Getting kids to eat outside the box


By Lori Stansberry, Founder of Pure Sprouts

Often I go into schools and talk about the importance of eating healthy and what it means to be organic. I have this little exercise I do with kids that challenges them to connect the food source with the finished product (such as milk to a cow, ketchup to tomatoes, French fries to potatoes, etc.). It is always amazing how hard it is for most children to think this way because there is such a disconnect in our current food system between source and purchased products. It’s not necessarily a lack of caring, but it’s a lack of exposure to processes both on the farm and in the factory.

Why kids are more susceptible

Children need nutrients to grow. For the first eight years of a child’s life, their bodies develop at a very fast rate. An assortment of healthy foods that encompasses all nutrients (protein, vitamins, minerals) will allow a child’s body to grow physically and mentally to its fullest ability. Children, with their smaller size, rapid growth rate and speedy metabolisms, are primed to take in a ton of nutrients from the food they eat, but they are also more vulnerable than adults to developmental damage from chemicals.

Research shows that children get four times more exposure to pesticides in their foods than adults, and developing organs are more susceptible to damage from toxins because they absorb them more easily. But current regulations of acceptable pesticide residues allowed in conventional, non-organic foods are based on standards developed for adults, not children.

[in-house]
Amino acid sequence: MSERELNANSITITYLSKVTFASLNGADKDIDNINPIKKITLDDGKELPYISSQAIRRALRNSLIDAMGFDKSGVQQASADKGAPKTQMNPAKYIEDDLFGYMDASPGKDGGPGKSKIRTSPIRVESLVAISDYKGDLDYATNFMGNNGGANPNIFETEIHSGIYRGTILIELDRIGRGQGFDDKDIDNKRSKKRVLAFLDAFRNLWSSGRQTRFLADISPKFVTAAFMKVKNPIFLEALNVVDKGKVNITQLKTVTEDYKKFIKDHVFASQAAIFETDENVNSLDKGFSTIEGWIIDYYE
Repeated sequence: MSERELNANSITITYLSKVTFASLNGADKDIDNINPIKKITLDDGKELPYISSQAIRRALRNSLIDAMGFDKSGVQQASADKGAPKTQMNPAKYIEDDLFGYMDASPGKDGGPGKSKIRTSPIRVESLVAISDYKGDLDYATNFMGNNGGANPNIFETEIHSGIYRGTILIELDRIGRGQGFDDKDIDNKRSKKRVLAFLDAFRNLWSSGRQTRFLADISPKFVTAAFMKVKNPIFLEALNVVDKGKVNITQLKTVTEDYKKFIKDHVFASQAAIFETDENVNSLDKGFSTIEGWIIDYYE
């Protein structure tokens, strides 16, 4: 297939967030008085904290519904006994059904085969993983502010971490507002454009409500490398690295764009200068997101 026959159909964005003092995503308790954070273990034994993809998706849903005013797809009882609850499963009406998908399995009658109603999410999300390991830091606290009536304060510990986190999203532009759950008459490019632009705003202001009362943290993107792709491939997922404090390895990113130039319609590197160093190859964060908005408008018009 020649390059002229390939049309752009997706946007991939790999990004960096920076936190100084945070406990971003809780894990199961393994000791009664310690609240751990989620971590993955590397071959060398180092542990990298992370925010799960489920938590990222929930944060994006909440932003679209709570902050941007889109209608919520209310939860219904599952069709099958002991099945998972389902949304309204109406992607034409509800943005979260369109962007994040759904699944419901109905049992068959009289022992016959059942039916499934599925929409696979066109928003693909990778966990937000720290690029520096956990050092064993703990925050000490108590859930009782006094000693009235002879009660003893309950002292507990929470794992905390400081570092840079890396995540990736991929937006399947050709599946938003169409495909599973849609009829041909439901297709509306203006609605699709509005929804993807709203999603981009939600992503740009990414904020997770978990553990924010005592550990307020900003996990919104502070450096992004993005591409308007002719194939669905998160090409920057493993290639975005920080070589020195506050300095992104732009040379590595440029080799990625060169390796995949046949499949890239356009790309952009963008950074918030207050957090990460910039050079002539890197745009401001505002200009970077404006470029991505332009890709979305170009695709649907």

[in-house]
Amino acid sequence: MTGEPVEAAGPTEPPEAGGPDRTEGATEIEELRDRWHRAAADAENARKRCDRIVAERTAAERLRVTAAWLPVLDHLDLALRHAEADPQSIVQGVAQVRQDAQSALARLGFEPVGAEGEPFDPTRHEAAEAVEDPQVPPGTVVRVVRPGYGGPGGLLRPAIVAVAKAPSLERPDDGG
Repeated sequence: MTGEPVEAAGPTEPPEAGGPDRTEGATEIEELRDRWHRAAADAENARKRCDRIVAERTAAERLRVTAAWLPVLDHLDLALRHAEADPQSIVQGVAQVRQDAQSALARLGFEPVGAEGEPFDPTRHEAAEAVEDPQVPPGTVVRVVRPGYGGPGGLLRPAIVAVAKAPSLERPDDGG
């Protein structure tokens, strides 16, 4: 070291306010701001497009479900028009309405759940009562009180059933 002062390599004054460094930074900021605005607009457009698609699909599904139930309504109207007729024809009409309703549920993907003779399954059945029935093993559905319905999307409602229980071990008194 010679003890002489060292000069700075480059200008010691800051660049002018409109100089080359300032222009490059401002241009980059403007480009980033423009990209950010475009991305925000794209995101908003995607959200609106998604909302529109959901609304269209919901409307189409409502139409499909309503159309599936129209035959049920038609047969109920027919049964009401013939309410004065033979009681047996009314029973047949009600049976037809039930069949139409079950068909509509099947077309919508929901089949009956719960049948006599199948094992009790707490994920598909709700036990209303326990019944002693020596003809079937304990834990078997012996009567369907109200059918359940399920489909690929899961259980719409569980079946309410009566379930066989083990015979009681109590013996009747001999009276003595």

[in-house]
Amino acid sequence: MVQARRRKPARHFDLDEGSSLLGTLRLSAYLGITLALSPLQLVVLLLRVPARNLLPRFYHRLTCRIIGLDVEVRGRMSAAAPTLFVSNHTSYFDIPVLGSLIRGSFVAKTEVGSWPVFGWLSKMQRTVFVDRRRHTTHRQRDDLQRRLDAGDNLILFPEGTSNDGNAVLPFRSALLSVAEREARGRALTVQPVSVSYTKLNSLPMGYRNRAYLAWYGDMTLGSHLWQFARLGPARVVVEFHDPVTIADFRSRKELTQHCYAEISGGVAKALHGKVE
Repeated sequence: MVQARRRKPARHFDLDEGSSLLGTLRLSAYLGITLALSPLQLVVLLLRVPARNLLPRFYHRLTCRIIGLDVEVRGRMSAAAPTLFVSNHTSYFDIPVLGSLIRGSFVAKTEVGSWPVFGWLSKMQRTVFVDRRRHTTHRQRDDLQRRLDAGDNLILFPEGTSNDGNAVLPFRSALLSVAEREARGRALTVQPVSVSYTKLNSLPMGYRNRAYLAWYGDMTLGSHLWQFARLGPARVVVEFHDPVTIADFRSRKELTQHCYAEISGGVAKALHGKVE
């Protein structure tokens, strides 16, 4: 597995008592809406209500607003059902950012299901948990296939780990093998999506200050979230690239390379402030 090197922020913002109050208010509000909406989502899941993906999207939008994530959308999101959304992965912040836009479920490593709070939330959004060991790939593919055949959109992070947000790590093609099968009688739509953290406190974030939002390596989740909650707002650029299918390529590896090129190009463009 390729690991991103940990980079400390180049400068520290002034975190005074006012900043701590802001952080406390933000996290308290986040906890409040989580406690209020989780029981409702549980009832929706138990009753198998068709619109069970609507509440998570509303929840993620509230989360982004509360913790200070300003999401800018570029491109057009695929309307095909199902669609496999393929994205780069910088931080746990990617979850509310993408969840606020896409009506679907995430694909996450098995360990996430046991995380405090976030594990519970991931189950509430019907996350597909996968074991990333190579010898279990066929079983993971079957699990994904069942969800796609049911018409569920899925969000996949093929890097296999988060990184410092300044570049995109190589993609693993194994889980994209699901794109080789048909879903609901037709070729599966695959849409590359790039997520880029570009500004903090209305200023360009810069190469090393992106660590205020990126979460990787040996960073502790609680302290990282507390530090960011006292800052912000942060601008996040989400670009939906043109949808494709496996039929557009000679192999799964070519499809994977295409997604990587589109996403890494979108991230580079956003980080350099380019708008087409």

Removing “processed” from our food choices

A big part of diminishing the amount of harmful chemicals in kids’ diets is limiting processed foods. Ingredients found in processed foods are believed to increase incidences of behavioral disorders and Attention Deficit Hyperactivity Disorder (ADHD). If we teach our kids to eat processed foods in moderation and mainly eat a variety of foods that come from the earth, we’ve already come a long way in getting our kids to eat healthy.

Here are some tips for helping kids pay attention to their food choices:

Work on removing food coloring, preservatives and artificial sweeteners from your family’s diet. If your child thinks those colored foods taste better, play games like blindfolded tastings. Kids love the games and they’ll get the point that the coloring provides no flavor. It’s important to also explain why they aren’t healthy for them.

Practice what you preach.  Kids are always watching you. If you eat healthy, chances are they will eat healthy, too.

Grow a garden. There is no better way to teach a child where food comes from than to grow it yourself! Kids love digging in dirt. They’ll be excited to eat what they grow. Plant new kinds of vegetables and fruits to encourage eating a variety of food. If you have excess from your garden, learn new techniques for cooking or storing. It’s a fun activity for the whole family.

Visit a farm. Farmers are so knowledgeable and love talking about what they do. Schedule a farm visit and let the kids ask questions.

Get them in the kitchen with you. Kids any age can help in the kitchen! Know your child’s limits, provide support and encouragement and teach them how to cook. Kids love to eat what they create. And as they cook, they will learn. As children grow up and spend more time with their peers, it’s especially important for them to understand how to make healthy food choices on their own.